• JuroszekP.LumpkinT.A.EasdownW.TsaiH.H.2008Organic vegetable production and research needs in the tropics and subtropics2951KöpkeU.Organic agriculture in the tropics and subtropicsVol. 1Intl. Soc. Organic Agr. ResBonn, Germany

    • Search Google Scholar
    • Export Citation
  • Lammerts van BuerenE.T.2002Organic plant breeding and propagation: Concepts and strategiesWageningen University, WageningenThe NetherlandsPhD thesis

    • Export Citation
  • MarinA.FerreresF.Tomas-BarberanF.A.GilM.I.2004Characterization and quantification of antioxidant constituents of sweet pepper (Capsicum annuum L.)J. Agr. Food Chem.5238613869

    • Search Google Scholar
    • Export Citation
  • RobinsonR.W.Decker-WaltersD.S.1997CucurbitsCAB InternationalWallingford, UK

    • Export Citation
  • ScholbergJ.McNealB.L.JonesJ.W.BooteK.J.StanleyC.D.ObrezaT.A.2000Field-grown tomato: growth and canopy characteristics of field-grown tomatoAgron. J.92152159

    • Search Google Scholar
    • Export Citation
  • United Nations2003Organic fruit and vegetables from the tropics25 May 2008<http://www.unctad.org/en/docs/ditccom20032_en.pdf>.

    • Export Citation

If the inline PDF is not rendering correctly, you can download the PDF file here.

Contributor Notes

Many thanks to the donors who supported AVRDC's Organic Vegetable Program, including BMZ/GTZ (Germany), The Organic Center for Education & Promotion (U.S.), and the Council of Agriculture (Taiwan). We are particularly grateful to Field Assistant Ming-Jen Yang and his field team members for establishing and maintaining the field experiments. Special thanks to our colleagues Sheue-Chien Shieh (Pepper Unit), Dr. Chin-Hua Ma (Soil Science Group), Chien-Hua Chen (Mycology Unit), and Fu-Cheng Su (Entomology Unit). We are grateful to Dr. Paul Gniffke (Pepper Unit) for his valuable comments to improve this manuscript.

Corresponding author. E-mail: peter.juroszek@worldveg.org.

  • AVRDC–The World Vegetable Center2004AVRDC report 200323 May 2008<http://www.avrdc.org/publications/annual_report/AR_2003.pdf>.

    • Export Citation
  • AVRDC—The World Vegetable Center2008AVRDC report 200523 May 2008<http://www.avrdc.org/publications/annual_report/AR_2005/AR2005[1]web.pdf>.

    • Export Citation
  • BerkeT.G.BlackL.L.MorrisR.A.TalekarN.S.WangJ.F.2003AVRDC international cooperators' guide. Suggested cultural practices for sweet pepper19 May 2008<http://www.avrdc.org/LC/pepper/swtpepper.pdf>.

    • Export Citation
  • BoslandP.W.VotavaE.2000Peppers: Vegetable and spice capsicumsCAB InternationalWallingford, UK

    • Export Citation
  • Central Weather Bureau Taiwan2008Historical dataWeather station records Tainan 1971–200028 May 2008<http://www.cwb.gov.tw/V5e/index.htm>.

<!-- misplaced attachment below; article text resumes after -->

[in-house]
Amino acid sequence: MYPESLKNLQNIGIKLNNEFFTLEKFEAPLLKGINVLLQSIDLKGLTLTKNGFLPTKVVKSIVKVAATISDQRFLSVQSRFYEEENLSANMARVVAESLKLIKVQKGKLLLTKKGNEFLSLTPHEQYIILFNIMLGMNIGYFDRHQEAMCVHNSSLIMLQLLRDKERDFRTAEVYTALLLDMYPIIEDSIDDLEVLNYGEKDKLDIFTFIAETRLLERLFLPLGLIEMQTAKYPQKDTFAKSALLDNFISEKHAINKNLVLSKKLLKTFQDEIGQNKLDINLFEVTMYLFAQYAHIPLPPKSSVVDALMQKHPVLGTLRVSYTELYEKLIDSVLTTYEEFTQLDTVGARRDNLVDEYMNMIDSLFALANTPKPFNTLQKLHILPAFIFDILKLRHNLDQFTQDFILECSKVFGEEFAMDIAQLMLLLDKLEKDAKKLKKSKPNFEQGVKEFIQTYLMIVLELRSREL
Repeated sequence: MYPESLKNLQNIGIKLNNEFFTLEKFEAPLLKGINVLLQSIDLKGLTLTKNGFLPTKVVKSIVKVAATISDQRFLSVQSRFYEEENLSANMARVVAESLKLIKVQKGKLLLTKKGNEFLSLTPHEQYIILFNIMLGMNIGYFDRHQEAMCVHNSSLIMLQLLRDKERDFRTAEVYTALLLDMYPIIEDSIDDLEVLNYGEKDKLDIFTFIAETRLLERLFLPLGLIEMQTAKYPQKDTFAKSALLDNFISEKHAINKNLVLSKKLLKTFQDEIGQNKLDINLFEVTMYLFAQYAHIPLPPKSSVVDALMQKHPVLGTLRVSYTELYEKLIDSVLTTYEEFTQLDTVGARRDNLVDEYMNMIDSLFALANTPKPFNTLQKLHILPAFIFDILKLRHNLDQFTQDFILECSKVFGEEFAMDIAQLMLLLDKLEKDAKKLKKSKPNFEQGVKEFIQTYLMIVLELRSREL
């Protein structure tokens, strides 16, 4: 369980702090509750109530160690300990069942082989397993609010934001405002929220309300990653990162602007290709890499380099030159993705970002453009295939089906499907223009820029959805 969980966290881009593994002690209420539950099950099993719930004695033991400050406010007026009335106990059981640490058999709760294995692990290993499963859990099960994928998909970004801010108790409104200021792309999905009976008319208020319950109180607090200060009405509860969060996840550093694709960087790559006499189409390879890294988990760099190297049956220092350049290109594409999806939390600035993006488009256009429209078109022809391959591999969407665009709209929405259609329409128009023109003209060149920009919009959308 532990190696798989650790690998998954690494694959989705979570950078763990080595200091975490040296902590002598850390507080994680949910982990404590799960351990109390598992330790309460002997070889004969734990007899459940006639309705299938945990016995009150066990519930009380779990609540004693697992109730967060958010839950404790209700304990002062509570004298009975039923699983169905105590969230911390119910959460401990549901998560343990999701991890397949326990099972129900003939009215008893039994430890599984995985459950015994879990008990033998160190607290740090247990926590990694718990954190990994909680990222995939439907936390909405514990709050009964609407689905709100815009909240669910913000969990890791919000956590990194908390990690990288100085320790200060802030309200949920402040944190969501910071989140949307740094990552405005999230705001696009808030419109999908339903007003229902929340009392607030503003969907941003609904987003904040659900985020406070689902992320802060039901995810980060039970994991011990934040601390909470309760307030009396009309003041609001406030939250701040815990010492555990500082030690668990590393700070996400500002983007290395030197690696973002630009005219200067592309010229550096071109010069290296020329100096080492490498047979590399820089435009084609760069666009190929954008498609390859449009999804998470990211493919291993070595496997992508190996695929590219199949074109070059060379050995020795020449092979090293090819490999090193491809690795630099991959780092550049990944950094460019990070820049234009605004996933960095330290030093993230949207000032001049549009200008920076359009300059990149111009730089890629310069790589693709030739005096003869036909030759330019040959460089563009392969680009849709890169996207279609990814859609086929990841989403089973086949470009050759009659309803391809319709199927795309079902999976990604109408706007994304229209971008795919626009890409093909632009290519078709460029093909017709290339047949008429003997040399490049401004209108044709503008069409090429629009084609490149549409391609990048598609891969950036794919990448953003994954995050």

• Export Citation
  • CesarM.N.Z.de L.D. RibeiroR.de PaulaP.D.PolidoroJ.C.da C. ManeraT.GuerraJ.G.M.2007Performance of sweet pepper under organic cultivation submitted to intercropping with crotalaria and branch pruningHorticultura Brasileira25322326(In Portuguese with English abstract).

    • Search Google Scholar
    • Export Citation
  • ChellemiD.O.RosskopfE.N.2004Yield potential and soil quality under alternative crop production practices for fresh market pepperRenewable Agr. Food Systems19168175

    • Search Google Scholar
    • Export Citation
  • Council of Agriculture Taiwan2005Production standards for organic agricultural products–crops27 May 2008<http://organic.niu.edu.tw/oaic-english/data/Crops.htm>.

    • Export Citation
  • Del AmorF.M.2007Yield and fruit quality response of sweet pepper to organic and mineral fertilizationRenewable Agr. Food Systems22233238

    • Search Google Scholar
    • Export Citation
  • DelateK.2002Using an agroecological approach to farming systems researchHortTechnology12345354

  • DelateK.CambardellaC.McKernA.2008Effects of organic fertilization and cover crops on an organic pepper systemHortTechnology18215226

  • DelateK.FriedrichH.LawsonV.2003Organic pepper production systems using compost and cover cropsBiol. Agr. Hort.21131150

  • De MeloP.E.2003The root systems of onion and Allium fistulosum in the context of organic farming: A breeding approachWageningen University, WageningenThe NetherlandsPhD thesis

    • Export Citation
  • HodgesL.SandersD.C.PerryK.P.EskridgeK.M.Dean BatalK.M.GranberryD.M.McLaurinW.J.DecoteauD.DufaultR.J.GarrettJ.T.NagataR.1995Adaptability and reliability of yield for four bell pepper cultivars across three southeastern StatesHortScience3012051210

    • Search Google Scholar
    • Export Citation
  • JuroszekP.LumpkinT.A.EasdownW.TsaiH.H.2008Organic vegetable production and research needs in the tropics and subtropics2951KöpkeU.Organic agriculture in the tropics and subtropicsVol. 1Intl. Soc. Organic Agr. ResBonn, Germany

    • Search Google Scholar
    • Export Citation
  • Lammerts van BuerenE.T.2002Organic plant breeding and propagation: Concepts and strategiesWageningen University, WageningenThe NetherlandsPhD thesis

    • Export Citation
  • MarinA.FerreresF.Tomas-BarberanF.A.GilM.I.2004Characterization and quantification of antioxidant constituents of sweet pepper (Capsicum annuum L.)J. Agr. Food Chem.5238613869

    • Search Google Scholar
    • Export Citation
  • RobinsonR.W.Decker-WaltersD.S.1997CucurbitsCAB InternationalWallingford, UK

    • Export Citation
  • ScholbergJ.McNealB.L.JonesJ.W.BooteK.J.StanleyC.D.ObrezaT.A.2000Field-grown tomato: growth and canopy characteristics of field-grown tomatoAgron. J.92152159

    • Search Google Scholar
    • Export Citation
  • United Nations2003Organic fruit and vegetables from the tropics25 May 2008<http://www.unctad.org/en/docs/ditccom20032_en.pdf>.

    • Export Citation
All Time Past Year Past 30 Days
Abstract Views 0 0 0
Full Text Views 353 223 20
PDF Downloads 54 31 3